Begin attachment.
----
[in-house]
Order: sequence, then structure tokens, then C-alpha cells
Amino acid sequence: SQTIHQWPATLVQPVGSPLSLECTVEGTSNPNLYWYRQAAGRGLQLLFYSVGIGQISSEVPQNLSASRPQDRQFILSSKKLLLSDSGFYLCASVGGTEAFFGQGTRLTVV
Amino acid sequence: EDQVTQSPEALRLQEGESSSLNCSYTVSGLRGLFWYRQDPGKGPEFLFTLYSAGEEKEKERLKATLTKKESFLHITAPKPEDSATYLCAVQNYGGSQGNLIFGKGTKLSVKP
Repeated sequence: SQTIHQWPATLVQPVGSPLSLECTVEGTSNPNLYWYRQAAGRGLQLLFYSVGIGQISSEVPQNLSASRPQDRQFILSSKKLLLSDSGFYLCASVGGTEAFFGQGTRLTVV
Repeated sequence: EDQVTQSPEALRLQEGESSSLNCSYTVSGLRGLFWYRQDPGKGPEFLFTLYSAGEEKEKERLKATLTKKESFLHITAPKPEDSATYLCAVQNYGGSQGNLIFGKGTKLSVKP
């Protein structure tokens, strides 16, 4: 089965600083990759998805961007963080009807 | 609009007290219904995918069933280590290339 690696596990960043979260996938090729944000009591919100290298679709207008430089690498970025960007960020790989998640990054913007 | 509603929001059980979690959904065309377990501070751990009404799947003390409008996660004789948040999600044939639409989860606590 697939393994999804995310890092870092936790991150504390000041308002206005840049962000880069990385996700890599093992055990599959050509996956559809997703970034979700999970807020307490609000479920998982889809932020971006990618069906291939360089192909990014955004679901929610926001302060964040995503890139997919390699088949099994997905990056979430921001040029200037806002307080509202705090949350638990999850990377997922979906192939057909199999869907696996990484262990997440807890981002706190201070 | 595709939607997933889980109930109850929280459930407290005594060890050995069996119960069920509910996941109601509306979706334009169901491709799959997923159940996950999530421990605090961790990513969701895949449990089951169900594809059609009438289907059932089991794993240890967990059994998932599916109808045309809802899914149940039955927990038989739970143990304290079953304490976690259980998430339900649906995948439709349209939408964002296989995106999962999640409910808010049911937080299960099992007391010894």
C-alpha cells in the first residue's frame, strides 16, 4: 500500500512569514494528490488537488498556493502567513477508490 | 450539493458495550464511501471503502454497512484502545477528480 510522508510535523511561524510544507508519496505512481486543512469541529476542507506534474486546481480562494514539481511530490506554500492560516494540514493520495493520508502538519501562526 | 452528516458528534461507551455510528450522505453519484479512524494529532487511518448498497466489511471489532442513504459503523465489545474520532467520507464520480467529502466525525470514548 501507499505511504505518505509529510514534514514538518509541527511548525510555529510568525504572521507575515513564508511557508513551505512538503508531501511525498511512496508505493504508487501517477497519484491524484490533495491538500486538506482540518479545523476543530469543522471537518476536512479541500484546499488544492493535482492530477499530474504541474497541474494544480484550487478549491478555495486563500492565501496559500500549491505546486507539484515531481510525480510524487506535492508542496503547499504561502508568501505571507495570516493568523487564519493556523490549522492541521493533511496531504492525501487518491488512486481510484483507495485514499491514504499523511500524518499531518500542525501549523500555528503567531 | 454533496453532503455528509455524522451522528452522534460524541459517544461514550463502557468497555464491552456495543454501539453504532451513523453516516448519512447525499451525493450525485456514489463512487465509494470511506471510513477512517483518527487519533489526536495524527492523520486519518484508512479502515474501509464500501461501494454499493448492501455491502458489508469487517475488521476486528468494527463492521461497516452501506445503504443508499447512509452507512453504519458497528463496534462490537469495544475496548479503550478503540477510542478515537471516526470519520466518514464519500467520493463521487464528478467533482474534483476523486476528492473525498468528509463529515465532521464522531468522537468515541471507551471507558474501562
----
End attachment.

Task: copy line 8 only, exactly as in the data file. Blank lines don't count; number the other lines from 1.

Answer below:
C-alpha cells in the first residue's frame, strides 16, 4: 500500500512569514494528490488537488498556493502567513477508490 | 450539493458495550464511501471503502454497512484502545477528480 510522508510535523511561524510544507508519496505512481486543512469541529476542507506534474486546481480562494514539481511530490506554500492560516494540514493520495493520508502538519501562526 | 452528516458528534461507551455510528450522505453519484479512524494529532487511518448498497466489511471489532442513504459503523465489545474520532467520507464520480467529502466525525470514548 501507499505511504505518505509529510514534514514538518509541527511548525510555529510568525504572521507575515513564508511557508513551505512538503508531501511525498511512496508505493504508487501517477497519484491524484490533495491538500486538506482540518479545523476543530469543522471537518476536512479541500484546499488544492493535482492530477499530474504541474497541474494544480484550487478549491478555495486563500492565501496559500500549491505546486507539484515531481510525480510524487506535492508542496503547499504561502508568501505571507495570516493568523487564519493556523490549522492541521493533511496531504492525501487518491488512486481510484483507495485514499491514504499523511500524518499531518500542525501549523500555528503567531 | 454533496453532503455528509455524522451522528452522534460524541459517544461514550463502557468497555464491552456495543454501539453504532451513523453516516448519512447525499451525493450525485456514489463512487465509494470511506471510513477512517483518527487519533489526536495524527492523520486519518484508512479502515474501509464500501461501494454499493448492501455491502458489508469487517475488521476486528468494527463492521461497516452501506445503504443508499447512509452507512453504519458497528463496534462490537469495544475496548479503550478503540477510542478515537471516526470519520466518514464519500467520493463521487464528478467533482474534483476523486476528492473525498468528509463529515465532521464522531468522537468515541471507551471507558474501562